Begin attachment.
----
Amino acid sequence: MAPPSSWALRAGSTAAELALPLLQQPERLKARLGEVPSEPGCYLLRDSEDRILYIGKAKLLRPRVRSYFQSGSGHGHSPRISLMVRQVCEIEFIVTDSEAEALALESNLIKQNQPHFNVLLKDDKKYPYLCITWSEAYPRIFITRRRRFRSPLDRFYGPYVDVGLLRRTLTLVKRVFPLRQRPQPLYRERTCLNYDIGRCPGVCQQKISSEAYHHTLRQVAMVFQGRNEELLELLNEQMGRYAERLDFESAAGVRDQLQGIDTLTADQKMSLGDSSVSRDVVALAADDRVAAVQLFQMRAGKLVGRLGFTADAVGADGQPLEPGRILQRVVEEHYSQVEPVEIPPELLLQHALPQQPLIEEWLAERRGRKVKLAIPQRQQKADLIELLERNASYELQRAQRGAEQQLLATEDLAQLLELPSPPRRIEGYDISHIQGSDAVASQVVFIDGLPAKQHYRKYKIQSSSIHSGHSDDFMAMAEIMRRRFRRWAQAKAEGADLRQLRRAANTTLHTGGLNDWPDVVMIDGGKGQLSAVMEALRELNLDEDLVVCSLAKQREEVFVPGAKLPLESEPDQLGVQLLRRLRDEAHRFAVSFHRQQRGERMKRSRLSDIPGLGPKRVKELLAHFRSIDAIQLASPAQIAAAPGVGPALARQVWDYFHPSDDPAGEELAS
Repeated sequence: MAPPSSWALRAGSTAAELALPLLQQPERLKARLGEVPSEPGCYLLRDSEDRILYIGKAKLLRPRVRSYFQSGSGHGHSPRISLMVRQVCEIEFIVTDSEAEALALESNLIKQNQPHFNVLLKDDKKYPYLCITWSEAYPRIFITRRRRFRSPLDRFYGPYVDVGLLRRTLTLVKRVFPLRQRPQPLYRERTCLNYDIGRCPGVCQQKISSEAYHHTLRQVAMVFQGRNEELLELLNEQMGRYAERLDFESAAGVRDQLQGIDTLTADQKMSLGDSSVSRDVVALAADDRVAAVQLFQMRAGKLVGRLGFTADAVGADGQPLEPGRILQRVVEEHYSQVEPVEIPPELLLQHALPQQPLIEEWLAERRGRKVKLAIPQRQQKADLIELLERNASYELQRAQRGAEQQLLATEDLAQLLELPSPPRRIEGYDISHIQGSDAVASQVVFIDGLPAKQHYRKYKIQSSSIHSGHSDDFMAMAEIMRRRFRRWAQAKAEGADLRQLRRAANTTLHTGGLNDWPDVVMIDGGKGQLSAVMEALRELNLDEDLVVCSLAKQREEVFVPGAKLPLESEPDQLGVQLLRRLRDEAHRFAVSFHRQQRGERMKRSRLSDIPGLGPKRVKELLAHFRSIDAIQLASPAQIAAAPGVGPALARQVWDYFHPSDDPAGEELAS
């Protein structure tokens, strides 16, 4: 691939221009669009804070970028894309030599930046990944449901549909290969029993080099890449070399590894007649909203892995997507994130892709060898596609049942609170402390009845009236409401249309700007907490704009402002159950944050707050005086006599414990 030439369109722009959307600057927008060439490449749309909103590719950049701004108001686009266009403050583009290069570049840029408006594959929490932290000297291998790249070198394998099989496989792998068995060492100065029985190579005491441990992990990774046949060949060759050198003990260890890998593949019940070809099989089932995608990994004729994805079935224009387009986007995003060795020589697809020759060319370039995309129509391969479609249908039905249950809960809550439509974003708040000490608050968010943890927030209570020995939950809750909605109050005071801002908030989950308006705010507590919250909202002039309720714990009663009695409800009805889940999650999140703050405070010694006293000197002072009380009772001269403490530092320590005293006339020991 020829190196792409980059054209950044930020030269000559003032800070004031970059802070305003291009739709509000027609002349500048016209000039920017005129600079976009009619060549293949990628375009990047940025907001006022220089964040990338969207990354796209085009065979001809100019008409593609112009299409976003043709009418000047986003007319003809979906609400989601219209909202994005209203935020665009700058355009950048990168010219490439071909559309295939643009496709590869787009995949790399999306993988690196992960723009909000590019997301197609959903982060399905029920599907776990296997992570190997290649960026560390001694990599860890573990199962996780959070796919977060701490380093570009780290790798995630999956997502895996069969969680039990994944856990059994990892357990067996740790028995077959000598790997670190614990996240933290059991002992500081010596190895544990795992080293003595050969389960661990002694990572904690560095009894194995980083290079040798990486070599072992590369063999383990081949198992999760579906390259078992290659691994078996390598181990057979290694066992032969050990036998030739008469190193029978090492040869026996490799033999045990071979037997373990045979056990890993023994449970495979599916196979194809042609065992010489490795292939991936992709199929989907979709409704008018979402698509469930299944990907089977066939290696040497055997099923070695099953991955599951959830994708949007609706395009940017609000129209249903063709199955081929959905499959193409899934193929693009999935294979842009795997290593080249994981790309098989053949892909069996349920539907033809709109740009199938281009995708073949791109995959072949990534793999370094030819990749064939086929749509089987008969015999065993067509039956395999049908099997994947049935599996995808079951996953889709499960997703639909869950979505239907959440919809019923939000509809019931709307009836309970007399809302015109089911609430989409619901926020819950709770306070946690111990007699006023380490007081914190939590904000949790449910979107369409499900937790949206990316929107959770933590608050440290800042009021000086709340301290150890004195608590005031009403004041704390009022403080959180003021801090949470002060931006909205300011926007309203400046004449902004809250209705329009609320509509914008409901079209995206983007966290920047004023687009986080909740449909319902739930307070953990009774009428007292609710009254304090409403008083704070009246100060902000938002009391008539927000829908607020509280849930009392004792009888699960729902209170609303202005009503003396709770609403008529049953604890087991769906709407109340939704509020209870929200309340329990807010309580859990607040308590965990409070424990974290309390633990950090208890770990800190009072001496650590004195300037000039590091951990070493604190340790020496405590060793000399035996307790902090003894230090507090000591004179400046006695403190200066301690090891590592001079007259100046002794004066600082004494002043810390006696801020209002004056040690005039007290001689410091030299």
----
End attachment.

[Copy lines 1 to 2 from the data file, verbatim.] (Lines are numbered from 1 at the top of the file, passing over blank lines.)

Amino acid sequence: MAPPSSWALRAGSTAAELALPLLQQPERLKARLGEVPSEPGCYLLRDSEDRILYIGKAKLLRPRVRSYFQSGSGHGHSPRISLMVRQVCEIEFIVTDSEAEALALESNLIKQNQPHFNVLLKDDKKYPYLCITWSEAYPRIFITRRRRFRSPLDRFYGPYVDVGLLRRTLTLVKRVFPLRQRPQPLYRERTCLNYDIGRCPGVCQQKISSEAYHHTLRQVAMVFQGRNEELLELLNEQMGRYAERLDFESAAGVRDQLQGIDTLTADQKMSLGDSSVSRDVVALAADDRVAAVQLFQMRAGKLVGRLGFTADAVGADGQPLEPGRILQRVVEEHYSQVEPVEIPPELLLQHALPQQPLIEEWLAERRGRKVKLAIPQRQQKADLIELLERNASYELQRAQRGAEQQLLATEDLAQLLELPSPPRRIEGYDISHIQGSDAVASQVVFIDGLPAKQHYRKYKIQSSSIHSGHSDDFMAMAEIMRRRFRRWAQAKAEGADLRQLRRAANTTLHTGGLNDWPDVVMIDGGKGQLSAVMEALRELNLDEDLVVCSLAKQREEVFVPGAKLPLESEPDQLGVQLLRRLRDEAHRFAVSFHRQQRGERMKRSRLSDIPGLGPKRVKELLAHFRSIDAIQLASPAQIAAAPGVGPALARQVWDYFHPSDDPAGEELAS
Repeated sequence: MAPPSSWALRAGSTAAELALPLLQQPERLKARLGEVPSEPGCYLLRDSEDRILYIGKAKLLRPRVRSYFQSGSGHGHSPRISLMVRQVCEIEFIVTDSEAEALALESNLIKQNQPHFNVLLKDDKKYPYLCITWSEAYPRIFITRRRRFRSPLDRFYGPYVDVGLLRRTLTLVKRVFPLRQRPQPLYRERTCLNYDIGRCPGVCQQKISSEAYHHTLRQVAMVFQGRNEELLELLNEQMGRYAERLDFESAAGVRDQLQGIDTLTADQKMSLGDSSVSRDVVALAADDRVAAVQLFQMRAGKLVGRLGFTADAVGADGQPLEPGRILQRVVEEHYSQVEPVEIPPELLLQHALPQQPLIEEWLAERRGRKVKLAIPQRQQKADLIELLERNASYELQRAQRGAEQQLLATEDLAQLLELPSPPRRIEGYDISHIQGSDAVASQVVFIDGLPAKQHYRKYKIQSSSIHSGHSDDFMAMAEIMRRRFRRWAQAKAEGADLRQLRRAANTTLHTGGLNDWPDVVMIDGGKGQLSAVMEALRELNLDEDLVVCSLAKQREEVFVPGAKLPLESEPDQLGVQLLRRLRDEAHRFAVSFHRQQRGERMKRSRLSDIPGLGPKRVKELLAHFRSIDAIQLASPAQIAAAPGVGPALARQVWDYFHPSDDPAGEELAS